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Former Philadelphia Superintendent Arlene Ackerman Wasn't Just Overpaid

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Moneymakers: Not Wall Street, Educators

$1.5 million dollars.  When you think of someone making that much money, one’s first guess is not usually an urban education superintendent.

These days, when we think about that much money we think about Wall Street and Corporate executives.

Not to sound cliché, but children are the future, and the benefit to providing our country’s young people with the best education to succeed in life is without a doubt priceless.

So what’s the problem?

The recent exit of Philadelphia’s superintendent, Arlene Ackerman, raises this exact question.

On the surface, Ackerman did a respectable job.  Like our President, Ackerman is a Harvard grad, and (presumably) made significant progress in schools in San Francisco and Washington, DC.

Amid these accomplishments came serious contradictory speculation and evidence about the credibility of the results from her 3 year tenure in Philadelphia.  As with all things, mistakes can and will be made.  But in this case it seems Ackerman knowingly and purposefully deceived the community into thinking that progress among students was made while at the same time reaping the personal benefits at the expense of the community’s children, and now, taxpayers to the tune of $905,000.

Under Ackerman’s guidance, test scores improved and the graduation rate increased, but allegations have arisen which suggest Ackerman took part in, and encouraged teacher-assisted cheating.  This is problematic for the Philadelphia school system because it means the problem Ackerman was hired to fix was not only not accomplished, but Philadelphians are the ones footing the bill for her to go away.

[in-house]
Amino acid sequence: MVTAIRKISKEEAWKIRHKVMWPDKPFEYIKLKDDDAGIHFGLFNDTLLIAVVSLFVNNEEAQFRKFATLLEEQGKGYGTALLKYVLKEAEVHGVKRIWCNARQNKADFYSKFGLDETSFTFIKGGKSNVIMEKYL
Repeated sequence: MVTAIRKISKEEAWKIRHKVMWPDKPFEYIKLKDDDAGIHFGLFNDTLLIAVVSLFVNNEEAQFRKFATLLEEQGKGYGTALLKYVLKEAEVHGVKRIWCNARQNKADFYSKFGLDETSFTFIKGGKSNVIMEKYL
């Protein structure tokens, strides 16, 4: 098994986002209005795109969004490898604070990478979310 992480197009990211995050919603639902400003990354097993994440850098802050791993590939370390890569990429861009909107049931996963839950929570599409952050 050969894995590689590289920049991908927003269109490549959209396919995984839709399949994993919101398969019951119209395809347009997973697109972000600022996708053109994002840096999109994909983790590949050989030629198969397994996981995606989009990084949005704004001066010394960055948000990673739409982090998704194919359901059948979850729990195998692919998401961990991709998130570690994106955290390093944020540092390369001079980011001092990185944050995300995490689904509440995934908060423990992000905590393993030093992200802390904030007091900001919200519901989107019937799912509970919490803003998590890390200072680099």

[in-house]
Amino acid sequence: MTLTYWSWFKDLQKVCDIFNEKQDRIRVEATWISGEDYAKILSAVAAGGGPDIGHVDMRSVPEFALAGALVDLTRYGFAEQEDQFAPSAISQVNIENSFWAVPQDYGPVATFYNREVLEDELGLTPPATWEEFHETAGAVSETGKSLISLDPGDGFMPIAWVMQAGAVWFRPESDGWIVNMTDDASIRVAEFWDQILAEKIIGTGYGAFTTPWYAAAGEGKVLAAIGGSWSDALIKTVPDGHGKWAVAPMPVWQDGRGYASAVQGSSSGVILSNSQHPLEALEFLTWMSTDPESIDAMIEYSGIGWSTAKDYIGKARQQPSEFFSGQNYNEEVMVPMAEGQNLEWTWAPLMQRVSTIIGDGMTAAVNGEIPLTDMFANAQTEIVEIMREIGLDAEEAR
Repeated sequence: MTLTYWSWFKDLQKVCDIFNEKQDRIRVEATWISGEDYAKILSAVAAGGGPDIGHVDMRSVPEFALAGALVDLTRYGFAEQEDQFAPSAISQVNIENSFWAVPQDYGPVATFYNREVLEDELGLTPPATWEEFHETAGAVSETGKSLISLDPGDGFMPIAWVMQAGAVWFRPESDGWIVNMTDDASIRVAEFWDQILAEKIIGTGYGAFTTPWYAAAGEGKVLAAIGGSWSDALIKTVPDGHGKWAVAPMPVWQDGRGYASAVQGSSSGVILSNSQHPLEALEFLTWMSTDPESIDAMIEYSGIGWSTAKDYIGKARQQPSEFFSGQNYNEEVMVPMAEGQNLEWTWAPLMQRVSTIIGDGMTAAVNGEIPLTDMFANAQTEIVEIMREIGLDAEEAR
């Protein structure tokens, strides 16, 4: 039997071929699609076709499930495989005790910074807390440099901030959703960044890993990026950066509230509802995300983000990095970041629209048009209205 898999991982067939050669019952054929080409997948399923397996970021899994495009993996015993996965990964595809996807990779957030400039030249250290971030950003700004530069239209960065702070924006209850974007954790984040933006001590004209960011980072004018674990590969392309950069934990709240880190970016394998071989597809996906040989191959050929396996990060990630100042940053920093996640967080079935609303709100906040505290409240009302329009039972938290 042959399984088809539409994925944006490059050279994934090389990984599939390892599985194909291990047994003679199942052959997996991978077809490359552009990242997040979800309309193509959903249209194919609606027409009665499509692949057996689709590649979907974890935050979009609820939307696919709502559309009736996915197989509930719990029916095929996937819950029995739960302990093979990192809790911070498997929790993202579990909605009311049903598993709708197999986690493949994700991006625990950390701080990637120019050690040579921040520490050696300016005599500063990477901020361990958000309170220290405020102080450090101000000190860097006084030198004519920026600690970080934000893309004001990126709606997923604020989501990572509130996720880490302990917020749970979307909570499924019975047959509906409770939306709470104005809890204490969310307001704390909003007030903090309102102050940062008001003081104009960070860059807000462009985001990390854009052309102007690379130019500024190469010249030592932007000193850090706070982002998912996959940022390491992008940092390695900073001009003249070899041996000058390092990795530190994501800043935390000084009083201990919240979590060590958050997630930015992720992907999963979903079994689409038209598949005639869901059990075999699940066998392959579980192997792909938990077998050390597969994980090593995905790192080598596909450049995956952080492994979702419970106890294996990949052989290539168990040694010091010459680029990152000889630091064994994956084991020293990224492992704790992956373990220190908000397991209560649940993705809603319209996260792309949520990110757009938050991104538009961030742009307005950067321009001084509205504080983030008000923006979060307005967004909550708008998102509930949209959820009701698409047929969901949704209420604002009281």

Additionally, Ackerman had caused grief for Mayor Michael Nutter this summer when, after he reneged on a no-new-taxes pledge specifically to raise money for a jeopardized kindergarten program, she found the necessary funds without immediately telling him.

Wall Street company’s employees were exposed for accepting bonuses amid economic recession that they were legally promised before the recession occurred, and America was outraged.

Where is the outrage at the almost 1 million dollar buyout for Ackerman’s resignation?

Ackerman’s departure is a reflection of her not having adequately or honestly performed her duties, duties which entail a lot more sustainable impact on future generations of Philadelphia’s children, than a Wall Street-type whose sole purpose is to make money.  The job of a school superintendent is to provide an environment that will give children the tools they need to succeed that will hopefully, have a positive impact on them for the rest of their lives.

Last year, local leaders such as NJ Governor Chris Christie began taking on labor unions in an effort to get their growing state budget deficit under control.  Despite the effort by Governor Chris Christie to compromise on benefits reform to help New Jersey as a state, to climb its way out of an economic hole, the teacher’s union there refused to budge.

Now, with the latest Arlene Ackerman departure, the issue of education funding arises again.  As superintendent Ackerman was making up to $365,000 a year.

Admittedly, the average public school teacher probably makes significantly less than the school superintendent.  The issue is this, that while improvement in schools still remains questionable at best, is it right or fair for the likes of Arlene Ackerman to walk away with over 1 million dollars with taxpayers footing the bill?

With the growing epidemic of teacher-assisted cheating allegations across the nation becoming more and more frequent, the public should take notice and question the amount of money educators are making without real positive improvement in our children’s’ performance.

Contact Alyssa Bonk at abonk08@gmail.com

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